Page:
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Tonewoods Guide

Tonewoods for Acoustic guitars

A narrow grain top will have comparatively stronger treble and more subtle bass:

The exceptional tone produced by a great guitar, results partly down to the type of woods that the it is made from. Different woods have their own distinctive voice, and influence how the instrument will sound. Although there are many other factors that will govern the overall tone, such as how well it is made and obviously how it is played, the characteristics of the wood help to bring out the tone of the instrument. Most manufacturers believe that the top is the most important determining factor in the quality of the sound.

Laminated v Solid Top

The front, back and sides of acoustic guitars can be made from different combinations of laminated or solid woods. The top material is generally considered to have the greatest effect on sound quality, and so a solid topped instrument with laminated back and sides will probably sound better than an all laminated one. The quality of sound increases the more solid its materials, and so ones with a solid top, back, and sides should give rise to the best quality sounds. Solid bodies also last much longer and can even increase in sound quality as the woods mature with age.

Solid Top

These are made from two solid sheets of wood to form each half of the sound board (You can usually see a line running down the middle of the face which is the join between the two).

Laminated Top

These consist of several pieces and layers of wood that have been laminated together to form the sheet. Because a solid top will have long continuous grain lines in its structure, solid- topped soundboards produce a clearer tone and will last much longer than a laminated top. A laminated body has multiple grain layers running in different directions, which will not vibrate as well and will deteriorate over time as the layers loosen.

The following is a description of the characteristics of different types of solid wood used for guitars and other strung instruments.

Spruce

The most commonly used material for the top is Spruce. It has a rigidity that enhances the tonal clarity, especially when the instrument is played hard. There are different varieties of spruce with slightly different characteristics.

Sitka spruce

North American solid Sitka Spruce produces a loud and balanced voice with a strong fundamental (lowest frequency harmonic). Sitka tops are sought after by players with a strong attack due to their crisp treble bite.

Engelmann Spruce

North American solid Engelmann Spruce is a beautiful rich, creamy soundboard wood. Spruce enhances volume and has clear high-end articulation.  Engelmann adds a brilliant complex overtone structure. Widely regarded as the best tops you can get.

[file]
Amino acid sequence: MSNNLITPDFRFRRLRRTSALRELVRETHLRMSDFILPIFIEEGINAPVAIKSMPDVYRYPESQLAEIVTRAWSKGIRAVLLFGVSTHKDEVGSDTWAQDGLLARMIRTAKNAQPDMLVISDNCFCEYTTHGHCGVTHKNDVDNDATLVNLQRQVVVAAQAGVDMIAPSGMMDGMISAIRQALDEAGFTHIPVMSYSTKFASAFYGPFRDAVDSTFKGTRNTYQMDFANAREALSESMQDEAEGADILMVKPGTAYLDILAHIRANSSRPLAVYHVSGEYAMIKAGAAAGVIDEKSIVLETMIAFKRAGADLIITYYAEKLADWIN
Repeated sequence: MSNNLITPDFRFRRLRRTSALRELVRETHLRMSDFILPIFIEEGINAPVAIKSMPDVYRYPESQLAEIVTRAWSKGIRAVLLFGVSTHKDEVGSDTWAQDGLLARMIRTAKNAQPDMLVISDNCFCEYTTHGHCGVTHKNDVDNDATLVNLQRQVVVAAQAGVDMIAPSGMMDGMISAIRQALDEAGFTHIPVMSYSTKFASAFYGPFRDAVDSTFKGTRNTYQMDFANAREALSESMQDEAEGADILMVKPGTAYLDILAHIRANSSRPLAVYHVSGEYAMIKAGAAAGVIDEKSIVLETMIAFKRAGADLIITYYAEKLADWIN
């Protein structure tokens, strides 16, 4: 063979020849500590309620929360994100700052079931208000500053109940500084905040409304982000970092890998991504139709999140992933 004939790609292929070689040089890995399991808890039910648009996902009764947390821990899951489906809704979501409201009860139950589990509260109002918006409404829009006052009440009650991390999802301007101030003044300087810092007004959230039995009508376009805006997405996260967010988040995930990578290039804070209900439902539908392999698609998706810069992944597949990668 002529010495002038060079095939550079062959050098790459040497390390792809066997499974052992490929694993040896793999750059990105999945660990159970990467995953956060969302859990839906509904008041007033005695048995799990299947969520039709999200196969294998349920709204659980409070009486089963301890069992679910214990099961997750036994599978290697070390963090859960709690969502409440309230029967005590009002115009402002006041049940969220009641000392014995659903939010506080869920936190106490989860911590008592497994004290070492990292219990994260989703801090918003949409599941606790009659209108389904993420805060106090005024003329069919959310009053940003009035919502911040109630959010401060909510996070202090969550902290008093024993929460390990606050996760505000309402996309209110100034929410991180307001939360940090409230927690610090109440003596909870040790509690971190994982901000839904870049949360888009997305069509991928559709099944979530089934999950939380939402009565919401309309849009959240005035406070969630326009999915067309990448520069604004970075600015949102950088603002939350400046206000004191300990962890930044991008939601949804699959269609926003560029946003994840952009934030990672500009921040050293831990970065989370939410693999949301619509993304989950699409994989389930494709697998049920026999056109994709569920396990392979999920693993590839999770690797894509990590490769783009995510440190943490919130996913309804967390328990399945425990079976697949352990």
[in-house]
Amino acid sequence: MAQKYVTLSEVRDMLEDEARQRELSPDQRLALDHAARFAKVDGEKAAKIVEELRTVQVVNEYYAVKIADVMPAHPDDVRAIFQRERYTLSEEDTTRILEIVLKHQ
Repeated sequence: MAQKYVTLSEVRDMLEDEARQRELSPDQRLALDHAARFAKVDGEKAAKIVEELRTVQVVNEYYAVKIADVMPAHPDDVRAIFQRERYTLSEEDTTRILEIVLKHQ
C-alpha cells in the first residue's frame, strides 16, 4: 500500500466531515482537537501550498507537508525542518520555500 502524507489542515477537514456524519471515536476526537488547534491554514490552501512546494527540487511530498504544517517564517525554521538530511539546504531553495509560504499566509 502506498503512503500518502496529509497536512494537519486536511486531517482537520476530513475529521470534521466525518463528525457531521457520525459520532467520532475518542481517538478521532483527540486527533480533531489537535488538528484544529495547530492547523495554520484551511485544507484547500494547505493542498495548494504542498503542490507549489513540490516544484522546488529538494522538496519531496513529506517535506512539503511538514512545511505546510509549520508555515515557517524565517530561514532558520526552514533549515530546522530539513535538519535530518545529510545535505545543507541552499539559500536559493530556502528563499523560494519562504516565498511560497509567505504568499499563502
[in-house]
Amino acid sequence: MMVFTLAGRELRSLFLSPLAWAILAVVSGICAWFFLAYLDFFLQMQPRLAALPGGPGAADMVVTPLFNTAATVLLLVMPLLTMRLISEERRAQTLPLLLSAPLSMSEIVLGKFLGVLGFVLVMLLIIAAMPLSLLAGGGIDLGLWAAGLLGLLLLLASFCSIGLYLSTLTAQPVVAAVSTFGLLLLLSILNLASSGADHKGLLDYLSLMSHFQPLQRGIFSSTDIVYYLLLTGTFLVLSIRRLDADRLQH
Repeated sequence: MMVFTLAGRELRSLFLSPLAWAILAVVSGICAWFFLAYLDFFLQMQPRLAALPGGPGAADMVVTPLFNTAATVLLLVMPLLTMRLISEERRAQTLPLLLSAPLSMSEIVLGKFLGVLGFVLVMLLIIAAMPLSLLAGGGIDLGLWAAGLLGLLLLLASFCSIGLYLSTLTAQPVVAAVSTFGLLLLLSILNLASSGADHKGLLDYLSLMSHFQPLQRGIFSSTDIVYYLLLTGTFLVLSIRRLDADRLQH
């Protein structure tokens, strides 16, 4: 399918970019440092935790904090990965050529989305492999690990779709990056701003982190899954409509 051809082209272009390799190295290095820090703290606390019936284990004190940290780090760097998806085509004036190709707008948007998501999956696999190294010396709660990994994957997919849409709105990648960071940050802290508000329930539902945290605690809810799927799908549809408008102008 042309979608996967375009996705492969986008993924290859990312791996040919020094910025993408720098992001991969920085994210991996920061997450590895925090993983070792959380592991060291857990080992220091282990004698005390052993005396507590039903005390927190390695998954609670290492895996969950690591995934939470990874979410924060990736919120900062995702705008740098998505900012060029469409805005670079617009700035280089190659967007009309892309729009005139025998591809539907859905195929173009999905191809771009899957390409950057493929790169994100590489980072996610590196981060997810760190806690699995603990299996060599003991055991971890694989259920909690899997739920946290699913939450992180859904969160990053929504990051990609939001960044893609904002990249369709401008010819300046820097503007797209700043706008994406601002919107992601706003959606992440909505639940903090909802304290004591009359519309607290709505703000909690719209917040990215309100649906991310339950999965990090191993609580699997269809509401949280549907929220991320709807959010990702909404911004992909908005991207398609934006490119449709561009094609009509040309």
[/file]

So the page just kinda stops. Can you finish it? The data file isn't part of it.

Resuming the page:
Cedar

Cedar has a darker colour to Spruce and can have a reddish tint. This wood is highly responsive to light playing and fingerstyles, responding with volume to a softer attack, for this reason it is most commonly found in instruments with smaller bodies, classical and folk guitars. Cedar is most notable for its response to open and lowered tunings.

Western Red Cedar

The voice of Western Red Cedar is characterised by a dark, rich and smooth tonality. As with all Cedar, it is especially responsive to musicians with a lighter touch and fingerstylists.

Indian Rosewood

One of the world’s most prized woods for instrument backs and sides, Indian Rosewood looks stunning, with a thick and darkly banded grain. Indian Rosewood gives rise to a complex, warm and deep tonescape. Its effect can differ depending on whereabouts in the guitar it is. It can be especially good at producing singing harmonics.

Brazilian Rosewood

The high sound velocity and overtone range of Brazilian Rosewood gives it a bright treble and clear low-end response. The inherent resonance of the Rosewood produces a singing tone, darkened by the strength of the bottom end.

Mahogany 

Mahogany can help to enhance the tone and stability of an instrment in combination with a good quality solid top. Mahogany is generally used for the backs and sides where its strength helps contribute more treble and bass to the overtones. The sturdiness of Mahogany makes it especially suitable for neck construction.

Sapele Mahogany

Sapele Mahogany has a bright striped grain and is clear and responsive. Both beautiful and brilliant, Sapele is an excellent tonewood for back and sides. Similar to Mahogany, but cheaper.

African Mahogany 

Also known as Khaya Mahogany, its interlocking grain contributes to strength and stability as well as creating a flowing, patterned appearance.

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